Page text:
ASEE NCS Conference 2019

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Revisiting Electrical Circuit Labs

As more courses are being taken online and in distant learning environments, many laboratory focused classes are left behind due to the inability to provide an adequate lab experience. This can be especially true for one of the most fundamental electrical engineering courses, Electrical Circuits. The irony is that most modern laboratory equipment actually rely upon the concepts taught in this class. This paper will outline a sequence of labs that will step students through the design and construction of their own lab equipment. Starting with the introduction of voltage and current dividers that enable students to scale common battery packs to the desired voltage levels. Students are then stepped through the use of an inexpensive panel meter, to design a simple multimeter. It is recommend that this is done early enough in the semester, so that motivated students can layout, populate, and test a custom printed circuit board. The battery packs and the student designed multimeter are adequate to study all DC circuits, including Operational Amplifiers. After the introduction of Op Amps, buffering can be added to the multimeter to improving its functionality and decreasing any loading effect. The minimal shunt capacitance in the multimeter circuit also allows it to be applied to RC and RL transient circuit analysis, so long as time constants are kept on the order of seconds. After transient circuits, student are shown how to use positive feedback Op Amps to create a multivibrators, in lieu of the classical 555 chip set. Additional Op Amps can be used to provide signal shaping into square, triangle, and sawtooth waveforms. A low Q tank circuit can also provide sinusoidal signals by filtering out harmonics from the triangle waveform. Low frequency DC biased AC small signal analysis can be performed using the student designed multimeter, or a National Instruments myDAQ or similar device which could be required in lieu of a textbook, as more open source resources become available. By the completion of this course sequence, students will have covered all of the fundamental measurement techniques and learned how to incorporate these simple circuits into more advanced systems. The only drawback to this method is that student will not gain familiarity with specific brands of high end test equipment. But that familiarly should be obtainable by reading the technical manual or by completing one or two quick tutorials on the specific device, since all of the fundamentals will have been introduced.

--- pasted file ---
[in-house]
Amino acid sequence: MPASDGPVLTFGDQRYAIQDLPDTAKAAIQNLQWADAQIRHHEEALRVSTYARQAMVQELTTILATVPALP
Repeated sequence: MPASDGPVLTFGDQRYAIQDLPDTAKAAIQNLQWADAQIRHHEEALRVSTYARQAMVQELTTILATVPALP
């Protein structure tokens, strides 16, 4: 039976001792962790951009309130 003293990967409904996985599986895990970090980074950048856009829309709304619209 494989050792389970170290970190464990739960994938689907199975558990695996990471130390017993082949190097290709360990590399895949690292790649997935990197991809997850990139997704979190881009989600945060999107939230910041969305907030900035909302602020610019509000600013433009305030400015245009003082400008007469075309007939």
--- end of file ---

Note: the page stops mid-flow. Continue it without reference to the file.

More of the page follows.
Jeffrey Ward
Grand Valley State University
United States


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